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Still the best version of the Kipling tales
on 3 June 2011
Set in India, a small child wanders from the village and gets lost. But he is adopted by a wolf family and raised as their own. When he grows up to be a youth (Sabu), he accidentally stumbles onto the village of his birth where his birth mother (Rosemary De Camp) takes him in and teaches him the way of man but his heart is still with the jungle. This handsome, Technicolor adventure based on Rudyard Kipling's short stories is still the best of all the film versions. A family affair: directed by Zoltan Korda and produced by Alexander Korda with art direction by Vincent Korda, it's an enjoyable adventure yarn that should please both young and old. Vincent Korda's art direction is superb. Though filmed on a studio sound stage, his lush overgrown jungle somehow feels authentic unlike other jungle movies filmed on Hollywood sound stages. Sabu is perfectly cast (along with BLACK NARCISSUS, it's his best film work) with a sweetness and charm that doesn't show up much in all those Maria Montez films he did at Universal. The gorgeous score by Miklos Rozsa is a classic on its own. With Joseph Calleia (who bookends the film as the narrator) as the duplicitous Buldeo, John Qualen, Frank Puglia and Faith Brook.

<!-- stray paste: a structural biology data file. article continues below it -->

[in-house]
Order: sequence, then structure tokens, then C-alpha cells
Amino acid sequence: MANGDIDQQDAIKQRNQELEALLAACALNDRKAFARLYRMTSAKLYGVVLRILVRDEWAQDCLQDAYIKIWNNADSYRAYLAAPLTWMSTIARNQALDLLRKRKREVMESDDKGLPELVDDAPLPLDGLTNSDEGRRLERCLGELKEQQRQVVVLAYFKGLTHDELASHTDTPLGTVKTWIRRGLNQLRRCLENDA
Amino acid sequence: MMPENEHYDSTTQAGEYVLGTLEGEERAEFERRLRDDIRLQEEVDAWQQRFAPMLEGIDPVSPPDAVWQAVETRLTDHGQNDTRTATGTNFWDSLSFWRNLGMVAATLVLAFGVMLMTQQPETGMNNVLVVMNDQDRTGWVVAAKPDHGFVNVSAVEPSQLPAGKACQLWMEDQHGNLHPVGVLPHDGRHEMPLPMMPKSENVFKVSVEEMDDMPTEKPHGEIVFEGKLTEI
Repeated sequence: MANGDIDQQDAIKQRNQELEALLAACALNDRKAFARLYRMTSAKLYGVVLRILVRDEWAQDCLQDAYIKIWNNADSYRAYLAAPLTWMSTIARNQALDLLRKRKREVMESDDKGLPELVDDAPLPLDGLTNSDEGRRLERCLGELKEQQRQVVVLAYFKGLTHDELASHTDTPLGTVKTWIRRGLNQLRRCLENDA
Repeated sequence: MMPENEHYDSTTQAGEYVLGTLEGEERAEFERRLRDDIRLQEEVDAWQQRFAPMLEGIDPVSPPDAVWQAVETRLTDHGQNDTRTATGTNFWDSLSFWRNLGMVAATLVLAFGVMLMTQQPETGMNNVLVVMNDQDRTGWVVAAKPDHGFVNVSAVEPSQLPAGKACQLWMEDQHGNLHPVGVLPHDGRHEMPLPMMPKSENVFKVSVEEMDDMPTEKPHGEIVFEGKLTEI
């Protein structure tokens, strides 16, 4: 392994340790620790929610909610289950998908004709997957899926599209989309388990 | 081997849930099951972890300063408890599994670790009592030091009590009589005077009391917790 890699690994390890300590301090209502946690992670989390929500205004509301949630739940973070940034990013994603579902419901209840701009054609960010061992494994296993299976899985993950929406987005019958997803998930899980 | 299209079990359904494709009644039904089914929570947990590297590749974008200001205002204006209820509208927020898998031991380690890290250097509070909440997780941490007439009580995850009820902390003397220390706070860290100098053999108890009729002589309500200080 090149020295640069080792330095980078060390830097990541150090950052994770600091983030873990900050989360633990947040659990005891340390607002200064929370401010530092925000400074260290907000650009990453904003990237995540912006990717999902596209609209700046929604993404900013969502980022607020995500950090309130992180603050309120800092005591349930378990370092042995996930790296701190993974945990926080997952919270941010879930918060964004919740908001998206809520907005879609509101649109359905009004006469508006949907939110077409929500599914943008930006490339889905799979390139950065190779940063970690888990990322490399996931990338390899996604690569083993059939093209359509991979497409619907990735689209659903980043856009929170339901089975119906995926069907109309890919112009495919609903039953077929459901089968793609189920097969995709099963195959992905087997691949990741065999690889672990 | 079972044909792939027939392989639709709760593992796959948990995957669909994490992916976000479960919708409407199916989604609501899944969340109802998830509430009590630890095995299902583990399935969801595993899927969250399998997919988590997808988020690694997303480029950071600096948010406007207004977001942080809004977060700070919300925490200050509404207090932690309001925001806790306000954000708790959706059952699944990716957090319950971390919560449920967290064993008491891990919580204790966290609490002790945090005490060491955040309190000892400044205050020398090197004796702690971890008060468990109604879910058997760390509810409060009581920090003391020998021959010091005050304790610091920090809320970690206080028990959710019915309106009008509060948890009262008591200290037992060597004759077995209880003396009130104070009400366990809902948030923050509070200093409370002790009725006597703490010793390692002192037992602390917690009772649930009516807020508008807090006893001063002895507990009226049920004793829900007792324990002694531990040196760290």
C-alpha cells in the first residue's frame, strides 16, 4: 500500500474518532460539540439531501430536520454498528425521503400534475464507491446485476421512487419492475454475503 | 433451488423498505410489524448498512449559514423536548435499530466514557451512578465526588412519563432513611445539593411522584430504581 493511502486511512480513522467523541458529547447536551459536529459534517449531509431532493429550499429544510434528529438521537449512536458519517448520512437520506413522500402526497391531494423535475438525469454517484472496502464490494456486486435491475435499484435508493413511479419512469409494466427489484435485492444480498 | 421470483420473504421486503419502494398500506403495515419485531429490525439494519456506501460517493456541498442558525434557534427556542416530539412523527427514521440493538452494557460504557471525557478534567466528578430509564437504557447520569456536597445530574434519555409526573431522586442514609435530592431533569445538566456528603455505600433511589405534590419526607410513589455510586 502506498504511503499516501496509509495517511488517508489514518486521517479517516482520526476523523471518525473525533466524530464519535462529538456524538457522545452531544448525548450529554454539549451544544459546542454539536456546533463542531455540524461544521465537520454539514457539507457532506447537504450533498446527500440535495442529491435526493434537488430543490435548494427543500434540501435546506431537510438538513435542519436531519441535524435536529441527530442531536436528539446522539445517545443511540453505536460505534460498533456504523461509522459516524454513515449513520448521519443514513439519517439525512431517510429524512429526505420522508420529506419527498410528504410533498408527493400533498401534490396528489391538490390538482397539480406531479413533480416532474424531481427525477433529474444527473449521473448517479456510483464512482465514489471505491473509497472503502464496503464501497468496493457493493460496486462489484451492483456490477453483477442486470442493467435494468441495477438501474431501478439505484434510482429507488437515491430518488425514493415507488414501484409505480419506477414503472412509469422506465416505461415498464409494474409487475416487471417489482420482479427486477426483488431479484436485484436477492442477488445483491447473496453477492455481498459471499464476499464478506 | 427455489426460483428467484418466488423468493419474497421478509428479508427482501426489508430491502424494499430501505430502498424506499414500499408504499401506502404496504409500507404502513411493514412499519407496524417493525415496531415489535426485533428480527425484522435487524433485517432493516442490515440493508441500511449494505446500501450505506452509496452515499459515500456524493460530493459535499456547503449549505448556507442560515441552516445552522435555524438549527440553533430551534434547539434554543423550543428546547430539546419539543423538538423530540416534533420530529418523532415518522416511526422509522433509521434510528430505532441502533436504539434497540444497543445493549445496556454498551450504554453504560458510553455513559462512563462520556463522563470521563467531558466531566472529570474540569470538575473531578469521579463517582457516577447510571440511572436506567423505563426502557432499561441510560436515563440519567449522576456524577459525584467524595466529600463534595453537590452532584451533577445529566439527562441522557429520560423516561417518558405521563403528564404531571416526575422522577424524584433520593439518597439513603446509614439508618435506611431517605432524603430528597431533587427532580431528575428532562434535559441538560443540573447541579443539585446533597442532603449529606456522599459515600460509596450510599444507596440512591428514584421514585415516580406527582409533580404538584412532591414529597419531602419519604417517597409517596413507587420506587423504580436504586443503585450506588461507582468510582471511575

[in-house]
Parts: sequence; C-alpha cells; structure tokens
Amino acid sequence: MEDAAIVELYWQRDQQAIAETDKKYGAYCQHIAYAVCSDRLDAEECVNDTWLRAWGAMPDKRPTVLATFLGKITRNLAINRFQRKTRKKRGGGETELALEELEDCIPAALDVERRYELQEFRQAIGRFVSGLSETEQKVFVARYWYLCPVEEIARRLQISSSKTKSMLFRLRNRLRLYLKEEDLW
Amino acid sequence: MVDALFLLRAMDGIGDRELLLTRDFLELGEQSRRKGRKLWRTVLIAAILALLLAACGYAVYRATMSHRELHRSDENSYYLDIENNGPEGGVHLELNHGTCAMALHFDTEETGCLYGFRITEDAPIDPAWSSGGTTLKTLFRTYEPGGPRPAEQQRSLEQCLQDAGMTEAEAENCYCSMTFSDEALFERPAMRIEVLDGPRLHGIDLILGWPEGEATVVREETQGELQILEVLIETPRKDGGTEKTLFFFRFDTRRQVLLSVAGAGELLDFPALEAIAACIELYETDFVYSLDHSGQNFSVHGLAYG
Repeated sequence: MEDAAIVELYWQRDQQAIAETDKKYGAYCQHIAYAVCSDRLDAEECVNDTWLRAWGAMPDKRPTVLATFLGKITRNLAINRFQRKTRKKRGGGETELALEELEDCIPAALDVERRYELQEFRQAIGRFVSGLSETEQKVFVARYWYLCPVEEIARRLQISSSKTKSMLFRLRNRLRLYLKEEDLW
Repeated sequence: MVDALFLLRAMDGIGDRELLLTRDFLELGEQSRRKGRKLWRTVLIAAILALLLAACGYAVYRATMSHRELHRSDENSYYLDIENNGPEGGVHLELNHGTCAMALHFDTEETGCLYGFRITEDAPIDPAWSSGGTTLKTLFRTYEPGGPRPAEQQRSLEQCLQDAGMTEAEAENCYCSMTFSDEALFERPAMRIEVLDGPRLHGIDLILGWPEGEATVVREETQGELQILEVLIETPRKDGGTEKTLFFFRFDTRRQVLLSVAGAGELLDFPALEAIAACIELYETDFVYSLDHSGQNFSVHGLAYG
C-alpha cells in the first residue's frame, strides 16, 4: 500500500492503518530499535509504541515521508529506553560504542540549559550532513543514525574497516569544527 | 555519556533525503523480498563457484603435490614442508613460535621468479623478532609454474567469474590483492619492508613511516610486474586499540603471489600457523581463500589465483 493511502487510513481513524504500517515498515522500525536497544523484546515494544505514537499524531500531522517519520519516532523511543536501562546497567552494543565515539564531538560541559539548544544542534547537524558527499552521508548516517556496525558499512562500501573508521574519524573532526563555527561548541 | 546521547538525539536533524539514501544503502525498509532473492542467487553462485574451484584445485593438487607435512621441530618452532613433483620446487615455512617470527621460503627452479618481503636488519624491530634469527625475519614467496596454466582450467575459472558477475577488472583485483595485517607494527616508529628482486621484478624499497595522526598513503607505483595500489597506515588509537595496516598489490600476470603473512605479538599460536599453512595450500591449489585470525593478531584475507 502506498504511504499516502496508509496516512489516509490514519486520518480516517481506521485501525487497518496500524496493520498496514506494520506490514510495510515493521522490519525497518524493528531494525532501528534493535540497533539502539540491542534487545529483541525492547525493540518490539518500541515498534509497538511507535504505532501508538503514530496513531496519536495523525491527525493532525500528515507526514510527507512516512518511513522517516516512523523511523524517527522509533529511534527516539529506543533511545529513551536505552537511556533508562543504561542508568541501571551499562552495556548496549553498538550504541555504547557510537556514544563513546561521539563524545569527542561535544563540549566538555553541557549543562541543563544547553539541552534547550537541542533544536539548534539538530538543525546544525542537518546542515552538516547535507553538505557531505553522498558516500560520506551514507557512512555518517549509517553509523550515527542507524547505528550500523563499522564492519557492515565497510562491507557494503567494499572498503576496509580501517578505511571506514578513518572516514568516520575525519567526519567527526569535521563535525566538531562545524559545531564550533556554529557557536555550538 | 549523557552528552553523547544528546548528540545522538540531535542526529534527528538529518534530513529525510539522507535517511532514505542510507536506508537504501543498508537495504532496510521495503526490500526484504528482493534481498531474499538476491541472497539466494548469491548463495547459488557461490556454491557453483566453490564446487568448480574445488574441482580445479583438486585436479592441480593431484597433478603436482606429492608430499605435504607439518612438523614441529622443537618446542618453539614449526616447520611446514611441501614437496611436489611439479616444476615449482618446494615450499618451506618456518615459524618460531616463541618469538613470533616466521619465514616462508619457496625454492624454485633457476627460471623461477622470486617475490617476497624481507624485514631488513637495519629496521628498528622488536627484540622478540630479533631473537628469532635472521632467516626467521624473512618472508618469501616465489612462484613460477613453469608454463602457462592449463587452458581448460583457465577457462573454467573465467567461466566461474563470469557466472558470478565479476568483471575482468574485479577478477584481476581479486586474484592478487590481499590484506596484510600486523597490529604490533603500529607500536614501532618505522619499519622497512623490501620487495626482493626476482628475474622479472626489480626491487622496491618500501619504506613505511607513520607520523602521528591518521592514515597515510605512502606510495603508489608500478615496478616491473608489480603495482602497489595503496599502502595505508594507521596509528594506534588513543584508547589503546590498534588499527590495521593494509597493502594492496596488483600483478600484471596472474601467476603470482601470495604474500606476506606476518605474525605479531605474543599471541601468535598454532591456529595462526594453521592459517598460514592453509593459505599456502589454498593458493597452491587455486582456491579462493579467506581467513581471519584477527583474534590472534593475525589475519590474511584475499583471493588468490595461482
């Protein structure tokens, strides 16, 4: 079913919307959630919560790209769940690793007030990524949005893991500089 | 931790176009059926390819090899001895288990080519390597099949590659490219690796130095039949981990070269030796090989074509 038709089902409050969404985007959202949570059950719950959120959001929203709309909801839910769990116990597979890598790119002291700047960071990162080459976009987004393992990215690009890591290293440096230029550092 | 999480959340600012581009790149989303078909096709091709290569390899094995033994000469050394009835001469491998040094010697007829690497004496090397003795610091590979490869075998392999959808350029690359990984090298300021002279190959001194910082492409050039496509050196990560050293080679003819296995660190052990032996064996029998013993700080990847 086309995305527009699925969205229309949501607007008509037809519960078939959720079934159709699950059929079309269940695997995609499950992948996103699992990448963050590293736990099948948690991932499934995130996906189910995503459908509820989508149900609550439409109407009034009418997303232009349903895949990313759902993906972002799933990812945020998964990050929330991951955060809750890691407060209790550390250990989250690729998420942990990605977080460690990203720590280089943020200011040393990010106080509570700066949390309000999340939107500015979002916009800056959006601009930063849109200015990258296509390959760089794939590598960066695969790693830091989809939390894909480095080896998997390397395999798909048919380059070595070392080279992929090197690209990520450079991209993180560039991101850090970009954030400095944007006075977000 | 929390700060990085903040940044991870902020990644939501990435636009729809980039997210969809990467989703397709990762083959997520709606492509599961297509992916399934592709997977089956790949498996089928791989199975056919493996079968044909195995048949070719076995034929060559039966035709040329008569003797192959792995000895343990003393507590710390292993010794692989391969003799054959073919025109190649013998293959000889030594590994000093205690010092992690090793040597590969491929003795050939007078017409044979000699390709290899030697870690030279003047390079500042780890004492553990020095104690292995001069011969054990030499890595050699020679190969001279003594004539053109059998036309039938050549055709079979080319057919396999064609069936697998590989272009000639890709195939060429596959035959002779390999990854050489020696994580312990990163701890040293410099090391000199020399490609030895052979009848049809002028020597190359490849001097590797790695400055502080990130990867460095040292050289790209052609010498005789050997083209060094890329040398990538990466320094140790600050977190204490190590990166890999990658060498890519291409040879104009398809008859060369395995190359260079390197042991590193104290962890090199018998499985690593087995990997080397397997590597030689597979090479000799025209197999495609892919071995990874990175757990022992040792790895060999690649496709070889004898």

The Network DVD via Great Britain, though soft in places, is a colorful and faithful transfer. Not that it couldn't use more restoration work but its miles ahead of the countless public domain copies here in the States.